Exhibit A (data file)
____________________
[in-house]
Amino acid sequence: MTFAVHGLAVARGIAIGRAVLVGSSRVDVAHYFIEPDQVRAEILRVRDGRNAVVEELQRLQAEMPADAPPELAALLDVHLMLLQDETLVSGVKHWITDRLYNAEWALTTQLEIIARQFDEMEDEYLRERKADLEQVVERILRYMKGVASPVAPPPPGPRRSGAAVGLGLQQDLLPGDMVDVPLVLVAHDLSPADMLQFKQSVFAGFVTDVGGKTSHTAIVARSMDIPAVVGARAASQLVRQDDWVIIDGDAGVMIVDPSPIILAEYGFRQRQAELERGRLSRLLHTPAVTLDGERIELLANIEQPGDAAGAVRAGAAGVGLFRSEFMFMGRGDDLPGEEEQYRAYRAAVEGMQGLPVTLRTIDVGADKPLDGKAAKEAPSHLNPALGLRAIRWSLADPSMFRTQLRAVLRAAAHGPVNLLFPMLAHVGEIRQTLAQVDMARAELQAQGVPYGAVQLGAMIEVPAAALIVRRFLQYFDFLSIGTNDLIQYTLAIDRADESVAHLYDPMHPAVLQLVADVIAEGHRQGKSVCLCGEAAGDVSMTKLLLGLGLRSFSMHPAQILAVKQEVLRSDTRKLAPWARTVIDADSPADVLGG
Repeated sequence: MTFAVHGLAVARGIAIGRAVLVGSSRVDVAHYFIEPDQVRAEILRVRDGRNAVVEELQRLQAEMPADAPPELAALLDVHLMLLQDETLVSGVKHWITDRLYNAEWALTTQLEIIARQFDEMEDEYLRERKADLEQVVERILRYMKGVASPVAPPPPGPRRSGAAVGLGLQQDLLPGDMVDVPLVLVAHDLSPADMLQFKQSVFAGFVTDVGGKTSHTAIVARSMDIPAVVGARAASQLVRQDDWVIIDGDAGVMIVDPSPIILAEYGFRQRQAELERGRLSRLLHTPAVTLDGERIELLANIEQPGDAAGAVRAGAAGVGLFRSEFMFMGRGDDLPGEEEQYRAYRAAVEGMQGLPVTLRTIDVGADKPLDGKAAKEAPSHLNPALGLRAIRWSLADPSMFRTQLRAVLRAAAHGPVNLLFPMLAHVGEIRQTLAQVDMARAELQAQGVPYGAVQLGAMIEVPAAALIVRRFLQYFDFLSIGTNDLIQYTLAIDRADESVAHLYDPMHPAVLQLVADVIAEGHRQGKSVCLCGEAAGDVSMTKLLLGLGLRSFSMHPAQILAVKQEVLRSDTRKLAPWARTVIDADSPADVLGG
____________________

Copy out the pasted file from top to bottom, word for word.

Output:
[in-house]
Amino acid sequence: MTFAVHGLAVARGIAIGRAVLVGSSRVDVAHYFIEPDQVRAEILRVRDGRNAVVEELQRLQAEMPADAPPELAALLDVHLMLLQDETLVSGVKHWITDRLYNAEWALTTQLEIIARQFDEMEDEYLRERKADLEQVVERILRYMKGVASPVAPPPPGPRRSGAAVGLGLQQDLLPGDMVDVPLVLVAHDLSPADMLQFKQSVFAGFVTDVGGKTSHTAIVARSMDIPAVVGARAASQLVRQDDWVIIDGDAGVMIVDPSPIILAEYGFRQRQAELERGRLSRLLHTPAVTLDGERIELLANIEQPGDAAGAVRAGAAGVGLFRSEFMFMGRGDDLPGEEEQYRAYRAAVEGMQGLPVTLRTIDVGADKPLDGKAAKEAPSHLNPALGLRAIRWSLADPSMFRTQLRAVLRAAAHGPVNLLFPMLAHVGEIRQTLAQVDMARAELQAQGVPYGAVQLGAMIEVPAAALIVRRFLQYFDFLSIGTNDLIQYTLAIDRADESVAHLYDPMHPAVLQLVADVIAEGHRQGKSVCLCGEAAGDVSMTKLLLGLGLRSFSMHPAQILAVKQEVLRSDTRKLAPWARTVIDADSPADVLGG
Repeated sequence: MTFAVHGLAVARGIAIGRAVLVGSSRVDVAHYFIEPDQVRAEILRVRDGRNAVVEELQRLQAEMPADAPPELAALLDVHLMLLQDETLVSGVKHWITDRLYNAEWALTTQLEIIARQFDEMEDEYLRERKADLEQVVERILRYMKGVASPVAPPPPGPRRSGAAVGLGLQQDLLPGDMVDVPLVLVAHDLSPADMLQFKQSVFAGFVTDVGGKTSHTAIVARSMDIPAVVGARAASQLVRQDDWVIIDGDAGVMIVDPSPIILAEYGFRQRQAELERGRLSRLLHTPAVTLDGERIELLANIEQPGDAAGAVRAGAAGVGLFRSEFMFMGRGDDLPGEEEQYRAYRAAVEGMQGLPVTLRTIDVGADKPLDGKAAKEAPSHLNPALGLRAIRWSLADPSMFRTQLRAVLRAAAHGPVNLLFPMLAHVGEIRQTLAQVDMARAELQAQGVPYGAVQLGAMIEVPAAALIVRRFLQYFDFLSIGTNDLIQYTLAIDRADESVAHLYDPMHPAVLQLVADVIAEGHRQGKSVCLCGEAAGDVSMTKLLLGLGLRSFSMHPAQILAVKQEVLRSDTRKLAPWARTVIDADSPADVLGG